Is digital healthcare being strong-armed by myths? According to a new study done by McKinsey & Company, the desire for digital healthcare is growing steadily, despite the fact that there are many myths about the future of this digital era.

People don’t want to use digital services for healthcare

The field of healthcare is host to a sea of confidential information. Because of this, many believe that patients lack a desire to use digital services in an effort to protect themselves and their health information.

The research, conducted across multiple countries, found this to be entirely inaccurate.

In fact, 75% of all the patients who participated in the study fully expect to be using digital services in the near future.

Only young people want to use digital services 

Another primary concern about the use of digital services in the healthcare setting is that digital services may not be able to reach the appropriate users. People are convinced that older populations are brimming with technological laggards who will be unable to access these resources. McKinsey found that people over 50 years of age want digital services for their own personal healthcare nearly as much as the younger populations. 

 “More than 70 percent of all older patients in the United Kingdom and Germany want to use digital healthcare services; in Singapore, that number is even higher.”

We start to see a disconnect when we take a look at the types of channels that these different populations are willing to access and use for their own healthcare. The younger populations are often more open to the idea of using new-age resources, such as social media, while the older population is more likely to stick with websites and e-mail.

Mobile health is the game changer

Virtually every large brand that has anything to do with health and wellness has launched some sort of fitness tracker. Mobile health, without a doubt, is a game changer. But that does not necessarily make it the be all and end all for healthcare. The strength of interest in mobile healthcare is not universal and users utilize their mobile health tools in very different ways. Mobile health and tracking is favorable amongst younger populations but is not being quickly adopted by the older populations.

Patients want innovative features and apps

Innovation has become a household word in the field of mobile applications and across the board in our technology-focused world. Tech companies believe they must create break-through features and applications with social media capabilities in order to engage users. However, for most patients, better apps with social media capabilities do not necessarily mean higher adoption rates or stronger engagement.

A comprehensive platform of service offerings is a prerequisite for creating value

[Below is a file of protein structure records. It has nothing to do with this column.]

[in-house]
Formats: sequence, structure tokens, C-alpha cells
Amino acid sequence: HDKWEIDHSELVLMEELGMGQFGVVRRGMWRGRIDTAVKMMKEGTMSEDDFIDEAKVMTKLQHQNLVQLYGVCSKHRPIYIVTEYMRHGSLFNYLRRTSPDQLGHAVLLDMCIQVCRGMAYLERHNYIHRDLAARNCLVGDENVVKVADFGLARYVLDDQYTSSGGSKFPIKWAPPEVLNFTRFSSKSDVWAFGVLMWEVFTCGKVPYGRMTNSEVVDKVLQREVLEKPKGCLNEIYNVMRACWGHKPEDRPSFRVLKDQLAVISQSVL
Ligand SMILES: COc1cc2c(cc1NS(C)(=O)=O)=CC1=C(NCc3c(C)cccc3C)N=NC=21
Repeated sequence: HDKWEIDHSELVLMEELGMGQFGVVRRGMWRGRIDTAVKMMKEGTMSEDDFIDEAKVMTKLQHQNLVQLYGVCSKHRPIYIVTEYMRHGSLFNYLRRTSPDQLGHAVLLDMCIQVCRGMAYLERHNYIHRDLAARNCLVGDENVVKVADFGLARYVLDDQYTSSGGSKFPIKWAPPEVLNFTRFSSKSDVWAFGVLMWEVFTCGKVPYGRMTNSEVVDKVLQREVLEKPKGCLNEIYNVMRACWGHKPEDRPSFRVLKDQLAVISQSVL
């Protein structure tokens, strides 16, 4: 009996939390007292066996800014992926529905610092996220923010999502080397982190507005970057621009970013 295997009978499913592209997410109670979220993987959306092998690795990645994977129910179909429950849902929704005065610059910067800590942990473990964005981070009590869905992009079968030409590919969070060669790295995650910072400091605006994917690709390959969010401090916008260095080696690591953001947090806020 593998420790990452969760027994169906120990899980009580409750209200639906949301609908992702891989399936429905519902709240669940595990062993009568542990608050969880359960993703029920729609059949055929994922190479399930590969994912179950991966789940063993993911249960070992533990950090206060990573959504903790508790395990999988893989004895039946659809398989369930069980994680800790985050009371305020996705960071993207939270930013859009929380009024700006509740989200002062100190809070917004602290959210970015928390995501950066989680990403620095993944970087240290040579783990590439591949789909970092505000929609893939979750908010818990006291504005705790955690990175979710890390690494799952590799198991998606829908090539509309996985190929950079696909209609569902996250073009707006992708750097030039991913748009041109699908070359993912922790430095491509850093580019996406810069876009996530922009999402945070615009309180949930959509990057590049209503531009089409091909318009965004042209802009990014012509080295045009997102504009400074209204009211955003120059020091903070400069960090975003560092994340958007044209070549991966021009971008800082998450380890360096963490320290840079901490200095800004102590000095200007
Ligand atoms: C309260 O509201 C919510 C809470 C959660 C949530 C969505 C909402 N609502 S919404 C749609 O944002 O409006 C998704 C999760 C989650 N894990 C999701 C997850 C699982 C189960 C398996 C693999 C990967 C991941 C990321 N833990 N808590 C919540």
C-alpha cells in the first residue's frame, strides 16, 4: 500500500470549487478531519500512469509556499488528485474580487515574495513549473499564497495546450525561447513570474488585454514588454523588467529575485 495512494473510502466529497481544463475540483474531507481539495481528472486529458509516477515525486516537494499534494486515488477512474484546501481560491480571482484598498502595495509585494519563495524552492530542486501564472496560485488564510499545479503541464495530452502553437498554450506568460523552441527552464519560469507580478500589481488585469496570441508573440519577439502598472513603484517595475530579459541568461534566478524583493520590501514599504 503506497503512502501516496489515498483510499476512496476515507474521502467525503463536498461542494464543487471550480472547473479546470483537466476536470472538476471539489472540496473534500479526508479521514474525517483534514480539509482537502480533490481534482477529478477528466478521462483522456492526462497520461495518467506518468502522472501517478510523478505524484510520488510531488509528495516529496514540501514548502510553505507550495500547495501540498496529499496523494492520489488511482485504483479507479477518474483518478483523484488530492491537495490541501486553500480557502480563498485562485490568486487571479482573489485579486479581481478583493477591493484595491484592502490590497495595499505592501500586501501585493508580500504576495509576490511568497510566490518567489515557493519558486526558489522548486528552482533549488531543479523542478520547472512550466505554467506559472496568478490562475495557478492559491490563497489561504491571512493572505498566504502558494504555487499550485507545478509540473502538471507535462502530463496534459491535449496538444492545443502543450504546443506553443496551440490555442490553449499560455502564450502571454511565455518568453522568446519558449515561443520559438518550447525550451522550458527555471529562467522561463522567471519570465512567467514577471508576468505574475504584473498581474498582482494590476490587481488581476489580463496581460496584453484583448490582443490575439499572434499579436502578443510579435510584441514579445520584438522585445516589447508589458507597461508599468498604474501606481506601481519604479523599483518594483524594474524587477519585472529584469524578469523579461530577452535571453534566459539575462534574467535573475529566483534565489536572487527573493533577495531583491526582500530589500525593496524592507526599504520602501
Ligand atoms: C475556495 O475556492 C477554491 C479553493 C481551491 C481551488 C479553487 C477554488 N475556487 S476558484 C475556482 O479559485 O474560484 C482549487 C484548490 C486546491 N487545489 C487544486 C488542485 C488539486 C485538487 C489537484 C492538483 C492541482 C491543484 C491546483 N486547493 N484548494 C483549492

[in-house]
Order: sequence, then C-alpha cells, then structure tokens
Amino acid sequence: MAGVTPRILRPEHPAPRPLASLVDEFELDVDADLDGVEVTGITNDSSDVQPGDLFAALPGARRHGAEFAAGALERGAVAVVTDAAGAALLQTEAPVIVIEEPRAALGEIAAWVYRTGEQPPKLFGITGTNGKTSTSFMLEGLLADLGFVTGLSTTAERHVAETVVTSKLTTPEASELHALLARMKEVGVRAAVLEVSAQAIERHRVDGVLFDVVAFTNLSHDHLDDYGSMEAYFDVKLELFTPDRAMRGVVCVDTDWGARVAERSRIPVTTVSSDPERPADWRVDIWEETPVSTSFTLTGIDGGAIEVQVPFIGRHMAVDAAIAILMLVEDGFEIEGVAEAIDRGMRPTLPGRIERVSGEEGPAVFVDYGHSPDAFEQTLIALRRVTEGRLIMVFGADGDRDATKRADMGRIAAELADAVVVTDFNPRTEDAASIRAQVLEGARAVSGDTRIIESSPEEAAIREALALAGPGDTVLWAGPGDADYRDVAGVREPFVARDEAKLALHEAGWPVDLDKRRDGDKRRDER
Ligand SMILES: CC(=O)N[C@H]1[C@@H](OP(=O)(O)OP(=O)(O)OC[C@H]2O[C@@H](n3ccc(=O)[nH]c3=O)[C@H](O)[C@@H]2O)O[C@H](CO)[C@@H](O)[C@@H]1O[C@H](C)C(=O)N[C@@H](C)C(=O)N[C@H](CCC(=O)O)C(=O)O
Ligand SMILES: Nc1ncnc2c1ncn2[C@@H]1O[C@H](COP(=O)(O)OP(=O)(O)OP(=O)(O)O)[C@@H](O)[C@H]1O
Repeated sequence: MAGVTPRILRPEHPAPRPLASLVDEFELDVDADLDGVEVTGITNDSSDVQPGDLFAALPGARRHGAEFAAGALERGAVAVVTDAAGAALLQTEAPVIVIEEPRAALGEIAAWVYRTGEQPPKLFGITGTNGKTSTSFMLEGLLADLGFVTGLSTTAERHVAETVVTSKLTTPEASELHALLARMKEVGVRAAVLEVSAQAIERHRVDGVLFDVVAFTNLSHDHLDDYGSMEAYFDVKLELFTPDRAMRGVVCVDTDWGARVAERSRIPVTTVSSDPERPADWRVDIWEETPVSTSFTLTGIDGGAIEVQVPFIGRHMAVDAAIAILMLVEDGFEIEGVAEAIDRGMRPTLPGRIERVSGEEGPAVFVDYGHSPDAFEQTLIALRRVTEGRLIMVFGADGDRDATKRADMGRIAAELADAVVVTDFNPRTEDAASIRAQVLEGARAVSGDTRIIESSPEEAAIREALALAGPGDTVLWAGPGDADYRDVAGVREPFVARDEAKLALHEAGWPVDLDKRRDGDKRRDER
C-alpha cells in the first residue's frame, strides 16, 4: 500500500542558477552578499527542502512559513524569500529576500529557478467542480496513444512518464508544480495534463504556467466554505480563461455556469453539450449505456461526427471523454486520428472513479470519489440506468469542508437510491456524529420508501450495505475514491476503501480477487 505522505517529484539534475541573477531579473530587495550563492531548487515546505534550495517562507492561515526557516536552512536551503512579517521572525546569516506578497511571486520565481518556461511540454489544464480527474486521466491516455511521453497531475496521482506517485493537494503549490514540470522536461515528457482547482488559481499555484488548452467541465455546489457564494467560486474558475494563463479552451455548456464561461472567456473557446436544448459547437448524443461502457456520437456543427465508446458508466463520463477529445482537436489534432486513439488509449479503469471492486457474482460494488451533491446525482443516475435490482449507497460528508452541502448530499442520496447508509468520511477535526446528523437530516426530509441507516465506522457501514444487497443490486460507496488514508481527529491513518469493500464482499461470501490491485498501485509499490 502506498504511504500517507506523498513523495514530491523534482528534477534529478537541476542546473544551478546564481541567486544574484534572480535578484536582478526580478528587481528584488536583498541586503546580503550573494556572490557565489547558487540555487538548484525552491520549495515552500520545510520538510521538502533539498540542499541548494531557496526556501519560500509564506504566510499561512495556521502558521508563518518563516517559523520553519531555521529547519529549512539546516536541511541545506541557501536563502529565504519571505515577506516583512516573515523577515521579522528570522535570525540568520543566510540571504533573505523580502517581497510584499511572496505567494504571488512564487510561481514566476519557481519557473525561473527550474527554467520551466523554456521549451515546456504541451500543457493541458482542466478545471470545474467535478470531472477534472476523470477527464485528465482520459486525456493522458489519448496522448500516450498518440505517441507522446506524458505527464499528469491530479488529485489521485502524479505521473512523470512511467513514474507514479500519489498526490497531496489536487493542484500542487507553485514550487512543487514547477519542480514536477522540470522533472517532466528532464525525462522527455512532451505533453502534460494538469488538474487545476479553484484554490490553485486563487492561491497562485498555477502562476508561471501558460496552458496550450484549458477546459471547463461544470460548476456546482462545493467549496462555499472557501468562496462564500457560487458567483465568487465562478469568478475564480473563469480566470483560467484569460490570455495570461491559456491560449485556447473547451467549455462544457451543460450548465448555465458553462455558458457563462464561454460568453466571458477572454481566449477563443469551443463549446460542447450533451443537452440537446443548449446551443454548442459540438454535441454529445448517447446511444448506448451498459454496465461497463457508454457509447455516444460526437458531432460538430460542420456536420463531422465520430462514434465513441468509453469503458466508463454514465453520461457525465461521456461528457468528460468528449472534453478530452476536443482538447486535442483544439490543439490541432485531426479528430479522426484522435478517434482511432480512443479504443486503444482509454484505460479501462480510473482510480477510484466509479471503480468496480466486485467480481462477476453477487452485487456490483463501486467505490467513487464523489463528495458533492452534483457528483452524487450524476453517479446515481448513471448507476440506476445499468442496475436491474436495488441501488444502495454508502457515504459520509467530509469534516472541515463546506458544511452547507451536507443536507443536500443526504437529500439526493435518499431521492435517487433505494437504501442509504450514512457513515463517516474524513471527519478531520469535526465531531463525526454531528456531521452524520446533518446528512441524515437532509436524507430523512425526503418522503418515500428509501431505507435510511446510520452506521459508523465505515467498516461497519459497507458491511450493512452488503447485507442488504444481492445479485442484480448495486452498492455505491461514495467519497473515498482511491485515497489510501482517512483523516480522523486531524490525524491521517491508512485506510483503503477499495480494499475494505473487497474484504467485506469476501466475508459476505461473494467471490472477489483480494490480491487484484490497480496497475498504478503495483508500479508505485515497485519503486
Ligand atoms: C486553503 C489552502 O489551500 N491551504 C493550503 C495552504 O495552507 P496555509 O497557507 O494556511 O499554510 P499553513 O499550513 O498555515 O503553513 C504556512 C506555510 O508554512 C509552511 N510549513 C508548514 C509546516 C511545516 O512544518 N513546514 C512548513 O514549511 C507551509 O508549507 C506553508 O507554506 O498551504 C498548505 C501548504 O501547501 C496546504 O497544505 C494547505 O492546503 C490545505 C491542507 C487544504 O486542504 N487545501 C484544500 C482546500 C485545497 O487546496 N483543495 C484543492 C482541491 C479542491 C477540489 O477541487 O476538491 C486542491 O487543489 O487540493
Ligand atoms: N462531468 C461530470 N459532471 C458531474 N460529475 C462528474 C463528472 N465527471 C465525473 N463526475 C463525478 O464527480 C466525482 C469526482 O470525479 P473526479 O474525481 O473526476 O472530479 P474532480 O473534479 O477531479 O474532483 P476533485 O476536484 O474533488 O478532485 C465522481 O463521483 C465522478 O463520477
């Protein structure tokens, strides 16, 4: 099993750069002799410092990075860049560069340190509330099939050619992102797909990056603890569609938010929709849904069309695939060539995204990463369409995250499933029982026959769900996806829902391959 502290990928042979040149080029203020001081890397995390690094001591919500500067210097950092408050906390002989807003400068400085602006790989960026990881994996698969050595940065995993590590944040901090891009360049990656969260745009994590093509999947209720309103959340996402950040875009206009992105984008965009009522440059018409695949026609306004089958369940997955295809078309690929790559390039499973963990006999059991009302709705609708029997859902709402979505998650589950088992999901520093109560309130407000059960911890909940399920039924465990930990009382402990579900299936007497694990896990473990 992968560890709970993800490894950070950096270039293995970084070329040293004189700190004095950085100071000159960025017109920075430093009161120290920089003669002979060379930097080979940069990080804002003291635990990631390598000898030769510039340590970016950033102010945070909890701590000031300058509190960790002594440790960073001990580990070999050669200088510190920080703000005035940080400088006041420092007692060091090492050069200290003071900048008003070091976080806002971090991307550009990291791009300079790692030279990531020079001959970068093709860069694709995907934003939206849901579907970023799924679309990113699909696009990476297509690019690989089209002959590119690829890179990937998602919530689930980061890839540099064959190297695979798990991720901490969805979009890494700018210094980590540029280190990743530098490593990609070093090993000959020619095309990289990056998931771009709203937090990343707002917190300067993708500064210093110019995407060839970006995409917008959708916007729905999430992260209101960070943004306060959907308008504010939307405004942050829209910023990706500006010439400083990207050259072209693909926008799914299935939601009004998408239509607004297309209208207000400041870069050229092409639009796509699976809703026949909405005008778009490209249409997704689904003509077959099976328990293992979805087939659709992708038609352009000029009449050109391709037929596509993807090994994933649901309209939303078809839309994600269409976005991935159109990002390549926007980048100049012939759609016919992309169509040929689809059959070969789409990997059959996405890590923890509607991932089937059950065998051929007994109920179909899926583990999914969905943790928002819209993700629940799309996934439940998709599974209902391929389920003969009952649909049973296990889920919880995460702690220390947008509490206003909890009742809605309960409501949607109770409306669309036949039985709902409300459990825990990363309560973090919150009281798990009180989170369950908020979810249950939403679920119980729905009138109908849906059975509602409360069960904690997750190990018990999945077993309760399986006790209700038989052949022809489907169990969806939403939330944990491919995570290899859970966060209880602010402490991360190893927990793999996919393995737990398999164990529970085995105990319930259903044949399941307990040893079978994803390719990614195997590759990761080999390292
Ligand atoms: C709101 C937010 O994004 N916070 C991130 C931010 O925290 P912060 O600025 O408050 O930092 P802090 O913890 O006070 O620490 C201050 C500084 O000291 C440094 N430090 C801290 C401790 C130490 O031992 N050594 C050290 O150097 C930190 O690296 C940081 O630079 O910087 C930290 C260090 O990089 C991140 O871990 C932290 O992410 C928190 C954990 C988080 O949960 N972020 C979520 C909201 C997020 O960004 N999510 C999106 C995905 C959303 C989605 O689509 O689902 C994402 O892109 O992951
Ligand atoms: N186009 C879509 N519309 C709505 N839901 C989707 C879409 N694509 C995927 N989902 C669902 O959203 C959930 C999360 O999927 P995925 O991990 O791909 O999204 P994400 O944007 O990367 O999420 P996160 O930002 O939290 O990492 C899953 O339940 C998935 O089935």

The name of the game for creating value within a platform is utility. The healthcare system is a complex structure with numerous moving parts and people need applications they can use in their day-to-day lives now more than ever.

Picking out a healthcare specialist and knowing when and where to pick up prescriptions may sound like mundane tasks, but are often exactly what the patient needs the most help with.

About the Author:

As Managing Director of Innovation and Insights for Syneos Health Communications, Leigh is responsible for building and scaling a global team of healthcare experts who together help life science leaders better understand the complex lives, influences and expectations of their customers. Specifically, they uncover actionable insights that fuel empathy and creativity; lead co-creation events that let marketers learn from peers, trends, and new possibilities; and help clients identify the most valuable and useful new customer experiences to create.

Leigh has worked with Fortune 1000 companies to craft their digital, mobile, social and CRM strategies for nearly 20 years.She’s worked for category-leading agencies in retail, public affairs, B2B technology, and higher education. Prior to moving to Syneos Health Communications, she held several leadership roles at our largest agency, GSW.  There, she founded an innovation practice fueled by the zeitgeist and spearheaded digital and innovation thinking across the business.

Leigh has taken a special interest in complex healthcare products that can change lives in meaningful ways. She was recently a strategic lead on the 3rd largest launch in pharmaceutical history: Tecfidera. Before that she had keys roles with Eli Lilly Oncology, Abbott Nutrition, Amgen Cardiovascular, and Eli Lilly Diabetes.

A critical part of Leigh’s work is trends and new ideas. Every year, she convenes a group of trend watchers from across our global network to identify the shifts most critical to healthcare marketers. This year, she led over 250 experts to experts to focus on the most important changes in the commercial, consumer, marketing, digital and healthcare landscapes. (See reports at

Leigh is a sought-after writer and speaker. Recognized as one of the most inspiring people in the pharmaceutical industry by PharmaVoice and Top 10 Innovation Catalysts of 2017 by MM&M, Leigh also was recognized  as a Rising Star by the Healthcare Businesswomen's Association (HBA) for her overt passion, industry thought leadership and significant contributions in new business, strategy and mentoring.